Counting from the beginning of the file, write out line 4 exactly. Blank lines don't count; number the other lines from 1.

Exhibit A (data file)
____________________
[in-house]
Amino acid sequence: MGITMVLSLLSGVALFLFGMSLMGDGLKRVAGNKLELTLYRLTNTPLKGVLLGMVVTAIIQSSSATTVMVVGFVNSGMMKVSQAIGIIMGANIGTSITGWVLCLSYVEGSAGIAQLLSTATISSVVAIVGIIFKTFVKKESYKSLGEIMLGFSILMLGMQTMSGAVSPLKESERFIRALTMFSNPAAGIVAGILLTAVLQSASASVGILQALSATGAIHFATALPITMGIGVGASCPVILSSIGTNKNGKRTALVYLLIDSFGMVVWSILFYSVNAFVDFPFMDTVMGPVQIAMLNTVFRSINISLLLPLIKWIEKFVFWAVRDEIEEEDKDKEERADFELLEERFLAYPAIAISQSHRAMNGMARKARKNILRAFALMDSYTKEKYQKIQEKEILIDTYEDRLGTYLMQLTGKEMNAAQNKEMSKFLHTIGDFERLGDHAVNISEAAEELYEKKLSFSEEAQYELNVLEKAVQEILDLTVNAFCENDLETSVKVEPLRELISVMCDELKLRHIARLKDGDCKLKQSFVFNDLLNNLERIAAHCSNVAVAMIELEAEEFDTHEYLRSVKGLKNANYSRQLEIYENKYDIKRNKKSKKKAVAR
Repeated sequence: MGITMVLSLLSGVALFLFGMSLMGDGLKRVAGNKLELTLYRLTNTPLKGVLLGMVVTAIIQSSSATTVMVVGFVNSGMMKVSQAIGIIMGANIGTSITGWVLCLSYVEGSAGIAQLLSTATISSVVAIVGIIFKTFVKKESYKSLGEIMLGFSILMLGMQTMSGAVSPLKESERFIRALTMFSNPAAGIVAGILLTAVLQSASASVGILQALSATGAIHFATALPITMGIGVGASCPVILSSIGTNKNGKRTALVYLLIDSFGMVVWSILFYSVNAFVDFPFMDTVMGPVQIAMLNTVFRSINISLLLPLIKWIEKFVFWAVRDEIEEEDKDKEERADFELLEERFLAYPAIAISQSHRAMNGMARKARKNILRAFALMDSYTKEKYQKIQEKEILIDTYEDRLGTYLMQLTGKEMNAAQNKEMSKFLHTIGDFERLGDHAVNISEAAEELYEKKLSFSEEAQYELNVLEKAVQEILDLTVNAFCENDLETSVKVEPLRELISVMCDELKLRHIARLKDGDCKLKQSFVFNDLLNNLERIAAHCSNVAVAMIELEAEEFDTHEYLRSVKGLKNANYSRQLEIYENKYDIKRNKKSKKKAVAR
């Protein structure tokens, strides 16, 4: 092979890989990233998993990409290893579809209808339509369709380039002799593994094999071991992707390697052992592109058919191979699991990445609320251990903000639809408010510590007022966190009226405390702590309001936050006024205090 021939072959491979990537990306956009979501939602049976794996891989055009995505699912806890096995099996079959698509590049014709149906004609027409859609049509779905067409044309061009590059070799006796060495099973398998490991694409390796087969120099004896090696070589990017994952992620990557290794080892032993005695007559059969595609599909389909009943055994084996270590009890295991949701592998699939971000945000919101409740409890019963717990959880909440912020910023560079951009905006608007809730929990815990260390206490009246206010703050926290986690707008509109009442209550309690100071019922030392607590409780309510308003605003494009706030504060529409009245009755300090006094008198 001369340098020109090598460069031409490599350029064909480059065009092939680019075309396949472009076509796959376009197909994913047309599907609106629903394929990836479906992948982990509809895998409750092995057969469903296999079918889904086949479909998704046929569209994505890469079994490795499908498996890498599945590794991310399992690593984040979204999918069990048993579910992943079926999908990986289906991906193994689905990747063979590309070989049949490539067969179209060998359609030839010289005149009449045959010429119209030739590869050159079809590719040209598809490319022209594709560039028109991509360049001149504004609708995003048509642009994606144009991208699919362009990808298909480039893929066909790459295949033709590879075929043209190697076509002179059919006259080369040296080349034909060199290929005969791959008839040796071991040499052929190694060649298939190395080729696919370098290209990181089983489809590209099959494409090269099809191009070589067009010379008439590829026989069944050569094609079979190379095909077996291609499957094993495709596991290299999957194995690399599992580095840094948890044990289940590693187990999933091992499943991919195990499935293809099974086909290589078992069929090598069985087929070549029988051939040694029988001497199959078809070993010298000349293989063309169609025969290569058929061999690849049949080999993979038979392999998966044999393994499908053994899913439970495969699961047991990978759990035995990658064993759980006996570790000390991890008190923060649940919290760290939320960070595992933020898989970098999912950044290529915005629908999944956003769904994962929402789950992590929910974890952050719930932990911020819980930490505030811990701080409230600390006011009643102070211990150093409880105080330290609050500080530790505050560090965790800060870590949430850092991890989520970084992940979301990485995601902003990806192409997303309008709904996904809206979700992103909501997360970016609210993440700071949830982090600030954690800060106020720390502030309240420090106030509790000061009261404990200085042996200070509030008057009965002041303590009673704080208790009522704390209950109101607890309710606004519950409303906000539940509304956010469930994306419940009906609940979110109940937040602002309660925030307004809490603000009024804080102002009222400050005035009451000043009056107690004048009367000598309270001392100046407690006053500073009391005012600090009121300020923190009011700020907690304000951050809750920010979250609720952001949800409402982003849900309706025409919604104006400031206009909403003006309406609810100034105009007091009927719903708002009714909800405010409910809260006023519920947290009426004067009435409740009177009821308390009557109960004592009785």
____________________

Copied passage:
């Protein structure tokens, strides 16, 4: 092979890989990233998993990409290893579809209808339509369709380039002799593994094999071991992707390697052992592109058919191979699991990445609320251990903000639809408010510590007022966190009226405390702590309001936050006024205090 021939072959491979990537990306956009979501939602049976794996891989055009995505699912806890096995099996079959698509590049014709149906004609027409859609049509779905067409044309061009590059070799006796060495099973398998490991694409390796087969120099004896090696070589990017994952992620990557290794080892032993005695007559059969595609599909389909009943055994084996270590009890295991949701592998699939971000945000919101409740409890019963717990959880909440912020910023560079951009905006608007809730929990815990260390206490009246206010703050926290986690707008509109009442209550309690100071019922030392607590409780309510308003605003494009706030504060529409009245009755300090006094008198 001369340098020109090598460069031409490599350029064909480059065009092939680019075309396949472009076509796959376009197909994913047309599907609106629903394929990836479906992948982990509809895998409750092995057969469903296999079918889904086949479909998704046929569209994505890469079994490795499908498996890498599945590794991310399992690593984040979204999918069990048993579910992943079926999908990986289906991906193994689905990747063979590309070989049949490539067969179209060998359609030839010289005149009449045959010429119209030739590869050159079809590719040209598809490319022209594709560039028109991509360049001149504004609708995003048509642009994606144009991208699919362009990808298909480039893929066909790459295949033709590879075929043209190697076509002179059919006259080369040296080349034909060199290929005969791959008839040796071991040499052929190694060649298939190395080729696919370098290209990181089983489809590209099959494409090269099809191009070589067009010379008439590829026989069944050569094609079979190379095909077996291609499957094993495709596991290299999957194995690399599992580095840094948890044990289940590693187990999933091992499943991919195990499935293809099974086909290589078992069929090598069985087929070549029988051939040694029988001497199959078809070993010298000349293989063309169609025969290569058929061999690849049949080999993979038979392999998966044999393994499908053994899913439970495969699961047991990978759990035995990658064993759980006996570790000390991890008190923060649940919290760290939320960070595992933020898989970098999912950044290529915005629908999944956003769904994962929402789950992590929910974890952050719930932990911020819980930490505030811990701080409230600390006011009643102070211990150093409880105080330290609050500080530790505050560090965790800060870590949430850092991890989520970084992940979301990485995601902003990806192409997303309008709904996904809206979700992103909501997360970016609210993440700071949830982090600030954690800060106020720390502030309240420090106030509790000061009261404990200085042996200070509030008057009965002041303590009673704080208790009522704390209950109101607890309710606004519950409303906000539940509304956010469930994306419940009906609940979110109940937040602002309660925030307004809490603000009024804080102002009222400050005035009451000043009056107690004048009367000598309270001392100046407690006053500073009391005012600090009121300020923190009011700020907690304000951050809750920010979250609720952001949800409402982003849900309706025409919604104006400031206009909403003006309406609810100034105009007091009927719903708002009714909800405010409910809260006023519920947290009426004067009435409740009177009821308390009557109960004592009785």